Manchin pitched Trump on reviving bipartisan ObamaCare fix

Sen. Joe ManchinJoseph (Joe) ManchinGOP senator: Gun control debate 'hasn't changed much at all' back home What the gun safety debate says about Washington Sunday shows - Recession fears dominate MORE (D-W.Va.) pitched President TrumpDonald John Trump Former US ambassador: 'Denmark is not a big fan of Donald Trump and his politics' Senate Democrats push for arms control language in defense policy bill Detroit county sheriff endorses Booker for president MORE on reviving a bipartisan fix to the Affordable Care Act (ACA) when the two had lunch on Monday.

I said he's the one who can make a difference,” Manchin told reporters on Wednesday, describing his message on health care in his meeting with the president. “We already have a bipartisan agreement. If he signs onto it, it would be great.”

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Health care was just one of a range of topics Manchin and Trump discussed. Manchin said Wednesday that he wants to refer the bipartisan fix of ObamaCare as “Trump repair-care.”

Sens. Lamar AlexanderAndrew (Lamar) Lamar AlexanderThe Hill's Morning Report - How will Trump be received in Dayton and El Paso? McConnell faces pressure to bring Senate back for gun legislation Criminal justice reform should extend to student financial aid MORE (R-Tenn.) and Patty MurrayPatricia (Patty) Lynn MurrayOvernight Health Care: Planned Parenthood to leave federal family planning program absent court action | Democrats demand Trump withdraw rule on transgender health | Cummings, Sanders investigate three drug companies for 'obstructing' probe Democrats demand Trump officials withdraw rule on transgender health The Hill's Morning Report - Progressives, centrists clash in lively Democratic debate MORE (D-Wash.) last year reached a bipartisan agreement aimed at reducing ACA premiums and stabilizing the market, but the deal eventually fell apart amid a dispute over restrictions on funding going to abortions.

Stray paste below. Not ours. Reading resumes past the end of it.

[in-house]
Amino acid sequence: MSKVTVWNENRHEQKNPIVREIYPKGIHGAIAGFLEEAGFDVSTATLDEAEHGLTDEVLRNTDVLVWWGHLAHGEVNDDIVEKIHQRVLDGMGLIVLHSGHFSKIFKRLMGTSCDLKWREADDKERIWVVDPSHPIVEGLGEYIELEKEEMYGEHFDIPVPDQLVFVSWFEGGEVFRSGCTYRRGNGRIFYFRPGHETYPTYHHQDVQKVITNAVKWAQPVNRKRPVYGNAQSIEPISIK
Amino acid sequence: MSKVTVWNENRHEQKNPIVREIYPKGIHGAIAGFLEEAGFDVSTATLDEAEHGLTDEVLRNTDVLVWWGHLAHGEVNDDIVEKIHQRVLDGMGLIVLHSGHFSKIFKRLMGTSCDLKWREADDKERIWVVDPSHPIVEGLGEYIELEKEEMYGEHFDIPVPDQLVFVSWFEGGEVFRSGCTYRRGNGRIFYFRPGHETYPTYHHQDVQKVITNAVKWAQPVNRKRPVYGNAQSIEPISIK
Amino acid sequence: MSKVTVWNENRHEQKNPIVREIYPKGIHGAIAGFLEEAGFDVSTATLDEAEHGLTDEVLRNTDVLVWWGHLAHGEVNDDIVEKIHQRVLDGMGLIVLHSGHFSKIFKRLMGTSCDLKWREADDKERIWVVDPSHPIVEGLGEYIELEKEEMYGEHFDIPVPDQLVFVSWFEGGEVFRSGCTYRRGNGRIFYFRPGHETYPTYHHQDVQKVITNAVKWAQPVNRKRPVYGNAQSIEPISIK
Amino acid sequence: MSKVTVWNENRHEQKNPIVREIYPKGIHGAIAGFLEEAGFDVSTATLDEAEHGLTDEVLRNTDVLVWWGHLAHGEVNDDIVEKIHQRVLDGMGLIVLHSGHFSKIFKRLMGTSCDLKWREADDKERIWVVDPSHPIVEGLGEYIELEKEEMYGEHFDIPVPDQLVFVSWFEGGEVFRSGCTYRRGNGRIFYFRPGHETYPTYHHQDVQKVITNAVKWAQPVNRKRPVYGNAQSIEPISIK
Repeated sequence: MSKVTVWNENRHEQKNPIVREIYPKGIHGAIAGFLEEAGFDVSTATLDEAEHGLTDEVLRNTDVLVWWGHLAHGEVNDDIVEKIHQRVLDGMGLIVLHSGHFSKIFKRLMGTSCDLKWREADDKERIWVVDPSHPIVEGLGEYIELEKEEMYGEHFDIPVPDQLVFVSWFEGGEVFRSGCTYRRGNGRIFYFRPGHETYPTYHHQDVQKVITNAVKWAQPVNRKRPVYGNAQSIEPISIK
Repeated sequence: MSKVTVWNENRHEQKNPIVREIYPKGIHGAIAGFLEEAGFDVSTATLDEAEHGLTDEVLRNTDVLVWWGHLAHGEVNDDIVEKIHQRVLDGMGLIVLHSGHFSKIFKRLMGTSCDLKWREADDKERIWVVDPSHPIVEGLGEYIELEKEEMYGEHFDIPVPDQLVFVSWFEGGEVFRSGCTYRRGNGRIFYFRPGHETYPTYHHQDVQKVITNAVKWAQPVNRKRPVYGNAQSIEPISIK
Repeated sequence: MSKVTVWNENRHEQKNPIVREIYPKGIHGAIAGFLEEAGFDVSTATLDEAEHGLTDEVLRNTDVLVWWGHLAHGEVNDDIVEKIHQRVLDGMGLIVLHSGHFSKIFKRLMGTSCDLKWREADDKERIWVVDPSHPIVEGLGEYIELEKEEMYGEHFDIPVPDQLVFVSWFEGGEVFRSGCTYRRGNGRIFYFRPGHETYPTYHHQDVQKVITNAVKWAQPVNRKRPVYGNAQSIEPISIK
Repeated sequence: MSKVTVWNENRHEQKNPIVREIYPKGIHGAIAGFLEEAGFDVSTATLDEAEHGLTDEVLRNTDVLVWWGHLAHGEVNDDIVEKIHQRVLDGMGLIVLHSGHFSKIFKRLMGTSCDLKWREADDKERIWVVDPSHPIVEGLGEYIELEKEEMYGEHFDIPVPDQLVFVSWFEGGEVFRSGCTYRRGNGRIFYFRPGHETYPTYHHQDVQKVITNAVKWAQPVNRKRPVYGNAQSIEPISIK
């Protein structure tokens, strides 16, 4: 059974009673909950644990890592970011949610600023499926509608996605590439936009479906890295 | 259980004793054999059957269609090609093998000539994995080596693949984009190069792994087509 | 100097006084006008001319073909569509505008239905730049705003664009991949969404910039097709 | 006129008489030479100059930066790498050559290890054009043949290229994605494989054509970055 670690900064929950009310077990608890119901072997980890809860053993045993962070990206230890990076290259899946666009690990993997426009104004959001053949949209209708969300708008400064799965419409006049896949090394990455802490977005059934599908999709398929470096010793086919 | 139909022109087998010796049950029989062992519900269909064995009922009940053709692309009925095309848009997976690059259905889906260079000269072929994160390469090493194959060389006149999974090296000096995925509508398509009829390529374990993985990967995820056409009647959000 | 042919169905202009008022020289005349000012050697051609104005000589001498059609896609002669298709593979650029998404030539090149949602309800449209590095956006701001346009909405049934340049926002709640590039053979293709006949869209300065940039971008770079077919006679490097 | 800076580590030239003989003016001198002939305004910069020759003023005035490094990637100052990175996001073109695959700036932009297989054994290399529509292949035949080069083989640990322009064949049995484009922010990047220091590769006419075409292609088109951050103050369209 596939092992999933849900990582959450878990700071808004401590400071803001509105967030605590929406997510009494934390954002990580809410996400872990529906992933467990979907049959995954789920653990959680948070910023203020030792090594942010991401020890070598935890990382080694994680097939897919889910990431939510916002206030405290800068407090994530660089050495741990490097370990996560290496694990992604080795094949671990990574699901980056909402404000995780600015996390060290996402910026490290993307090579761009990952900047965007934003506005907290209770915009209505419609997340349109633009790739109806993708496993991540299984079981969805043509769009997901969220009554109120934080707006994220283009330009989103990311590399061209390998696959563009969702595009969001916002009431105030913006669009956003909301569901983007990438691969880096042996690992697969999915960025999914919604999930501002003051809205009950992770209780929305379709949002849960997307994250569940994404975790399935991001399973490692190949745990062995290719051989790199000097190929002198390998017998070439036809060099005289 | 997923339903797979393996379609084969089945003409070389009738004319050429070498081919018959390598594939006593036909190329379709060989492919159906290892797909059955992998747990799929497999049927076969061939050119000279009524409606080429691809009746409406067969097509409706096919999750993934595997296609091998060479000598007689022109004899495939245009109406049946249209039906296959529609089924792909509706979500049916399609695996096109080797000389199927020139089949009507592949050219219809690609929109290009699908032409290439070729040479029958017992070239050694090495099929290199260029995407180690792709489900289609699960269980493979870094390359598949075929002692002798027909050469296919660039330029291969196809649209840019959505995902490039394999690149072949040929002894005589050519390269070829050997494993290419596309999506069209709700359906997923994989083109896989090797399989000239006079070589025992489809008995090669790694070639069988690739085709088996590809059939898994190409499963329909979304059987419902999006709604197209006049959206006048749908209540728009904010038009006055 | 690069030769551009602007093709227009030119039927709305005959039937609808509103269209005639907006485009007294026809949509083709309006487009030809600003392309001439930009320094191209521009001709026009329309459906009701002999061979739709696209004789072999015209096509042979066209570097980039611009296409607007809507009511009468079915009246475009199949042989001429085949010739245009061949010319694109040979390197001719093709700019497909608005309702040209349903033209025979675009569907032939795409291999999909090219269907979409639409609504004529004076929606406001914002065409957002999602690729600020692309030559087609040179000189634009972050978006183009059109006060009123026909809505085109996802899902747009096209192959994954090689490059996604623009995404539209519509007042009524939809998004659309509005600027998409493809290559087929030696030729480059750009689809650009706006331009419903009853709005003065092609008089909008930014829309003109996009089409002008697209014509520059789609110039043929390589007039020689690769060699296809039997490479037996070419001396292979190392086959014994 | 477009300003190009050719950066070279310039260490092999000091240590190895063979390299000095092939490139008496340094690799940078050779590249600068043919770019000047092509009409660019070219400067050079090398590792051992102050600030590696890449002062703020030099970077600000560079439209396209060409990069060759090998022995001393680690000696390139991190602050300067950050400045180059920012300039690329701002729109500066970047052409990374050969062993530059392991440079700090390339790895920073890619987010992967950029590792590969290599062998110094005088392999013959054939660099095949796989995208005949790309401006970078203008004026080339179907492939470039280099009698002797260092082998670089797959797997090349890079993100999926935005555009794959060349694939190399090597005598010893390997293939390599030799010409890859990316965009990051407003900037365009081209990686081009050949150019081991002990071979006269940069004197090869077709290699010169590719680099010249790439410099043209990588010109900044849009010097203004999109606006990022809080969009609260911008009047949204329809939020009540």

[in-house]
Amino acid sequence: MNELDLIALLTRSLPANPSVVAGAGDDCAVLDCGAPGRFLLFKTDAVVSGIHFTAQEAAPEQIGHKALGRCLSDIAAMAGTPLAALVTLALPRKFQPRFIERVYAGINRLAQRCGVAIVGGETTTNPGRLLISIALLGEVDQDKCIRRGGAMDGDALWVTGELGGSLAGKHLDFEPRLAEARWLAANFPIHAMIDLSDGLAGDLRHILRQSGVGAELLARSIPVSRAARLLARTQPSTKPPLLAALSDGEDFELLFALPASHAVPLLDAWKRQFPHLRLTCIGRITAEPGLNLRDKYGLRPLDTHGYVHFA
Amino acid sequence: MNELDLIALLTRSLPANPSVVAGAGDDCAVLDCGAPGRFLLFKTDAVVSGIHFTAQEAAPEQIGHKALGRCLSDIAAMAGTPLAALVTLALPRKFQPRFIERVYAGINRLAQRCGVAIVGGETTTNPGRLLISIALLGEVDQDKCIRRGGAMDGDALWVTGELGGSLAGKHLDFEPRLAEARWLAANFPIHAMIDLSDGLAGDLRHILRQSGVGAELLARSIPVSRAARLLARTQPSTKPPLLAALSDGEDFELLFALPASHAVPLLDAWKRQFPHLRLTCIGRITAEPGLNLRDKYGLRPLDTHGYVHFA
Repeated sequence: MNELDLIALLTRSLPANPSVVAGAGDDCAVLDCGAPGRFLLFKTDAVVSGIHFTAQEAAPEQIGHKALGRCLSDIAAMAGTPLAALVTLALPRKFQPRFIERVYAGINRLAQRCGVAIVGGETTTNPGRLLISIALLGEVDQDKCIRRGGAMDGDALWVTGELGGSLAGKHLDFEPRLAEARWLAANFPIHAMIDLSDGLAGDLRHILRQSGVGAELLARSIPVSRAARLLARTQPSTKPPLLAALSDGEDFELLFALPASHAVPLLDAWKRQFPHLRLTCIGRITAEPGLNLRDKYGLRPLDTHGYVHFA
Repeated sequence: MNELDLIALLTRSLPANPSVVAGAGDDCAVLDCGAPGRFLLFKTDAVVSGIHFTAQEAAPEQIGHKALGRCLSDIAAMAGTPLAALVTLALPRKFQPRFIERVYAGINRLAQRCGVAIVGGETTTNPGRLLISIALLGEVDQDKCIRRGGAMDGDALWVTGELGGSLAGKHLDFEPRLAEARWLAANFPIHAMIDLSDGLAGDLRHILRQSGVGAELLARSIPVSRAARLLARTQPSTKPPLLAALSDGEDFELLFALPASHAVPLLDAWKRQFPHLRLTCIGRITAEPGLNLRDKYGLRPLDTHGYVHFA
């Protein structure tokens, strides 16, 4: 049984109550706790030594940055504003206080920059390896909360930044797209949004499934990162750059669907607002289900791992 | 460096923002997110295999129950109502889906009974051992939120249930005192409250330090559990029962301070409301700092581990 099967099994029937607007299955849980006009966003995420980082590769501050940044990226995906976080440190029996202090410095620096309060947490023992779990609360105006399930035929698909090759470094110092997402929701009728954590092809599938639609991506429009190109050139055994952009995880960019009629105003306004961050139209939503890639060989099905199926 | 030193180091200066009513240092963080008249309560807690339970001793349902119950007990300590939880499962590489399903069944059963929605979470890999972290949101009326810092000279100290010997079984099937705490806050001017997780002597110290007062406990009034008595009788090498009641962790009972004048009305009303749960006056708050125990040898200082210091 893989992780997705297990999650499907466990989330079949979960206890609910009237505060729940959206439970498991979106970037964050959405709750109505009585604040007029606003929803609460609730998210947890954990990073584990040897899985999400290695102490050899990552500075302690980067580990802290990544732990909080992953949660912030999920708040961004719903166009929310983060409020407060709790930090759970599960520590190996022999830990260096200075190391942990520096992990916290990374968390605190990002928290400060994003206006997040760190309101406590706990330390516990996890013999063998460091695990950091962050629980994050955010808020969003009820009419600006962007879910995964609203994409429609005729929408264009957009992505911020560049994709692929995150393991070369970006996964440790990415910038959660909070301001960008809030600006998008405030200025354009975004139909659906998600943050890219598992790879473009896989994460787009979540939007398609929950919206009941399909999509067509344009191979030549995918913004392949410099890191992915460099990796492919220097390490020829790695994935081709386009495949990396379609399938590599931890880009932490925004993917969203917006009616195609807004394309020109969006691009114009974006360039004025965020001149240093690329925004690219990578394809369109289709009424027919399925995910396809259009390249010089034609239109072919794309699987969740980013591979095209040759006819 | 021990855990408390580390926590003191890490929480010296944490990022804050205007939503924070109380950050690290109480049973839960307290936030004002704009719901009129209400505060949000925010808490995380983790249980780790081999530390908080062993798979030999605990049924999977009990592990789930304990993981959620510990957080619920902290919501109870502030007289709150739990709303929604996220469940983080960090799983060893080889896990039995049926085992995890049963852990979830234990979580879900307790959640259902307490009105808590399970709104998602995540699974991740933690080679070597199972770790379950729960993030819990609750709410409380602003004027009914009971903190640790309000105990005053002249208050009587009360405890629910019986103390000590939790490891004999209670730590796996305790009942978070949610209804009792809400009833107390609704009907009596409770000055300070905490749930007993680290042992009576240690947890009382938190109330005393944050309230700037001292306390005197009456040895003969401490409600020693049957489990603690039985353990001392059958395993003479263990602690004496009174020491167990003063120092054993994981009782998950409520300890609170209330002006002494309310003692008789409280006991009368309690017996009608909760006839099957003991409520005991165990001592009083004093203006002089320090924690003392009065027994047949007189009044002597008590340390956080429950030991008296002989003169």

Manchin, a moderate Democrat who just won reelection in a state that Trump carried by a wide margin in 2016, is now looking to revive the deal, noting that Trump’s backing would be key.

Manchin did not describe in detail what Trump’s reaction was, beyond saying, “I think he's going to look at it; I hope he does.”

Trump has previously sent mixed messages on the agreement. In October 2017 he tweeted the deal would mean “bailing out” insurance companies, but Trump later gave the agreement his support.

But the measure did not end up making it into a massive government funding bill in March of this year amid the dispute over abortion.

There is still no resolution to the question of whether to include abortion restrictions on new funding to stabilize ObamaCare, making the path forward for a deal difficult.

Murray last week also called for trying again for a deal. Alexander indicated last week in response that he was skeptical but willing to try.

The ground has also shifted since last year, meaning Democrats would likely have different requests for a deal, including undoing Trump administration actions to allow cheaper, skimpier insurance plans. It would be hard for Republicans to support undoing Trump’s actions.